April 2000 > Line Maintenance Division added Transmile Air from Malaysia to its client base of more than 60 airlines at Singapore Changi Airport.

September 2000 > Base Maintenance Division carried out an Airbus 310 “C” check for new customer Emirates from the United Arab Emirates.

December 2000 > Line Maintenance Division commenced technical handling services for new customer Airwagon from Indonesia.

FY 2002 > Invested in capital equipment that helped boost productivity and
work efficiency: a platform for window change operations as well as fuel tank purging equipment.

FY 2003 > Welcomed 6 new airline customers; Air Macau, Australian Airlines, Gemini Air Cargo, Pacific Airlines, Orient Thai and Xiamen Airlines.

FY 2003 > Expanded work scope by undertaking maintenance of inflight entertainment systems and major component changes, such as landing gears and engines.

September 2004 > Implemented the concept of Cluster Operations to improve operating efficiencies

August 2005 > Implemented a computerised system for manpower allocation known as the Dynamic Resource Assignment Module (DRAM). Line Maintenance is able to present the flight and manpower allocation plan on a central display system called the Flight and Resource Information Display System (FRIDS). This gives everyone, including units in different locations, clear visibility of resource allocation.

FY 2007 > Successfully introduced the Integrated Maintenance Operations Control (IMOC). This is an integrated centre that monitors daily aircraft operations for customers under our FMP (Fleet Management Program).

January 2008 > SIA Engineering Company’s team of qualified A380 Licensed Aircraft Engineers and Technicians undertook the first 750-hour check for SIA’s first A380.

FY 2008 > Completed a total of three B747-400 conversions, which were delivered to Dragonair. We also significantly reduced the turnaround time from 163 days to 106 days with process improvements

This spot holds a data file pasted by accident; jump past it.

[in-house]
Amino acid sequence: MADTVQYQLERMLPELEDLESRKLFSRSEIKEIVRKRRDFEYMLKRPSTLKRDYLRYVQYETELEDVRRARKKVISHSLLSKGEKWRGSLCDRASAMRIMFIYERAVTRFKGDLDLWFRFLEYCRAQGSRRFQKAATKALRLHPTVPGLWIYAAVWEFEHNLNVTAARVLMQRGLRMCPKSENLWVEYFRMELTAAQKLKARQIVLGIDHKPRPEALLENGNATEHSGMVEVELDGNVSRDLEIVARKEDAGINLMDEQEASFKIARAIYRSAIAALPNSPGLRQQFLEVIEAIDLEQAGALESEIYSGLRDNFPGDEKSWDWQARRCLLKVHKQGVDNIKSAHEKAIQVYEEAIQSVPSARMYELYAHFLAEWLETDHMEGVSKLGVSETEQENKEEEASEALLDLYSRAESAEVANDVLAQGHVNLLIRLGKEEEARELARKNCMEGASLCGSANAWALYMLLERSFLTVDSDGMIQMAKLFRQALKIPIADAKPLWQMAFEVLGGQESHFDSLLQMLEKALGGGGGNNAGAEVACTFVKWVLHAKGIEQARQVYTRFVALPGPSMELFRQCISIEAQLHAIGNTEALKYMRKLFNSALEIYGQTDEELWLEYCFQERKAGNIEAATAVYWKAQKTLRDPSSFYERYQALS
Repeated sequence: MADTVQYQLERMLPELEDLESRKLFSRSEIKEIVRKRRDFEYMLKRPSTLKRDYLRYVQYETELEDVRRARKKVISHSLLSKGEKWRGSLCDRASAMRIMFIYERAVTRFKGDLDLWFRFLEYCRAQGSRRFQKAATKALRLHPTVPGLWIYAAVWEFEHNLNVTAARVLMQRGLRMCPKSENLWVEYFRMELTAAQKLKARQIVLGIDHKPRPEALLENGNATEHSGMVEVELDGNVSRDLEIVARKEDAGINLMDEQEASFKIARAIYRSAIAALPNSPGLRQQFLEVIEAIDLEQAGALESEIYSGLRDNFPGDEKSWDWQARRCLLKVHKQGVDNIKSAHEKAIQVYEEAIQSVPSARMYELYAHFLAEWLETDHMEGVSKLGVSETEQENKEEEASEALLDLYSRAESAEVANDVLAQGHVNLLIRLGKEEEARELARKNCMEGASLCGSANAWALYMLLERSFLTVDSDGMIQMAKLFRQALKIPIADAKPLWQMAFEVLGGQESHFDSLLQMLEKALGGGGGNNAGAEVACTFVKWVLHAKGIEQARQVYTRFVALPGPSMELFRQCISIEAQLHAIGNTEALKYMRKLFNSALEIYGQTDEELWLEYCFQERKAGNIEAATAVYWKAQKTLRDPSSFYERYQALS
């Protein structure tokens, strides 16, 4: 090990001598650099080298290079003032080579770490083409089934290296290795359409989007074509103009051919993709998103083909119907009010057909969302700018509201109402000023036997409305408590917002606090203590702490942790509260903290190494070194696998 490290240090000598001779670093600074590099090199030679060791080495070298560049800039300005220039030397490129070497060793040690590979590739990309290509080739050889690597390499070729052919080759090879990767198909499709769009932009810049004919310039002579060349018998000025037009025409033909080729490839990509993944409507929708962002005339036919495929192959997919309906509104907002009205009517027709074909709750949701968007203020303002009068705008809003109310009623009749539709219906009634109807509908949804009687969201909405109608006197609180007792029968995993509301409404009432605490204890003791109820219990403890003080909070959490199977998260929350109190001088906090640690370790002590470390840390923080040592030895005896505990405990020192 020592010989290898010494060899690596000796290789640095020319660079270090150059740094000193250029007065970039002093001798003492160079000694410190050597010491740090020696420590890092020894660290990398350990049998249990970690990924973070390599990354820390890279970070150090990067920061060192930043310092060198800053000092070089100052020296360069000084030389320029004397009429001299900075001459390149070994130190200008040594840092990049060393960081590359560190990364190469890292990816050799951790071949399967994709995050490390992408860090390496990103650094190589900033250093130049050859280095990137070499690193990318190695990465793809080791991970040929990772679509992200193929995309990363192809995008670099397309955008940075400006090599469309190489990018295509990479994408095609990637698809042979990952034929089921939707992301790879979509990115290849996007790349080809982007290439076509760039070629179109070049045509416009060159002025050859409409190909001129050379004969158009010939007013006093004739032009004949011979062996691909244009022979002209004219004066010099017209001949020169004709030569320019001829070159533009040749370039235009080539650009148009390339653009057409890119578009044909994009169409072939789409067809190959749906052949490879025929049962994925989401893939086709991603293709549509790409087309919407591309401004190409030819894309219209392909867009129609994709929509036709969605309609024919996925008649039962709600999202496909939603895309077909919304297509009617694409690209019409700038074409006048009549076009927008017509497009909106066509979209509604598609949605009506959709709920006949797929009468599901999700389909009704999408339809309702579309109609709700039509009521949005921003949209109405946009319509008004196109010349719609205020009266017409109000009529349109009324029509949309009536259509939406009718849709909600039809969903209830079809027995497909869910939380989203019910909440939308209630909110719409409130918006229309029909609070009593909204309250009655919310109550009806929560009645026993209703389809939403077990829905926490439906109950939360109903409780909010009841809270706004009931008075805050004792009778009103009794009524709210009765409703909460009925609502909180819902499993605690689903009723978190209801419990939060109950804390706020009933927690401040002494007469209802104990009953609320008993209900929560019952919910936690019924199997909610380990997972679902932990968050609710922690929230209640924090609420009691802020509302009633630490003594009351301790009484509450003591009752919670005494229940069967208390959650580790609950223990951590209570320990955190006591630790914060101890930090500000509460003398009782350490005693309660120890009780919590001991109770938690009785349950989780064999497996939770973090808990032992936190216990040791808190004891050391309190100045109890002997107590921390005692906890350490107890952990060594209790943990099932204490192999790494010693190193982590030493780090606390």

As can be seen in the above, SIA Engineering Company has come a long way in the last 10 years in growing the business and its capabilities and competencies. It has managed to stay abreast of new developments in aviation, avionics and aircrafts and is always at the forefront of the newest technologies in the industry. And it manages to do all this through the formation of strategic partnerships and joint ventures, thereby keeping its capital expenditure minimal (in relation to its revenues).

The next part (Part 3) of this Analysis of Purchase will focus on SIA Engineering Company’s numerous subsidiaries, associated companies and joint ventures; including describing their evolution, principle activities, value-add and how they contribute to the Group’s growth. I will also be providing some compelling numbers to show the significance of these alliances and joint ventures to the Group.

Note: Just to inform all readers that the new value investing forum Value Buddies is now up and running! This is a continuation of the Wallstraits/Afralug forum which focuses on value investing. You can visit at this link and register to start reading all the threads!


donmihaihai said...

Here is my kick.

Since it is already provided here, put the history of expansion since 2000, revenues, operating profits and margins side by side.

Exclude JVs and associates, last 10 years = all efforts not turned into profit. Or what if those efforts were not taken?

This is the business of MRO. Move forward, every player will face the same thread which include JVs and associates.

Musicwhiz said...

Hi Donmihaihai,

Thanks for the "kick". Point noted and taken into consideration. If you can, please wait for Part 3 on JVs and Associates; then perhaps you can start putting them "side by side" to compare.

And just a gentle correction - it's "threat", not "thread".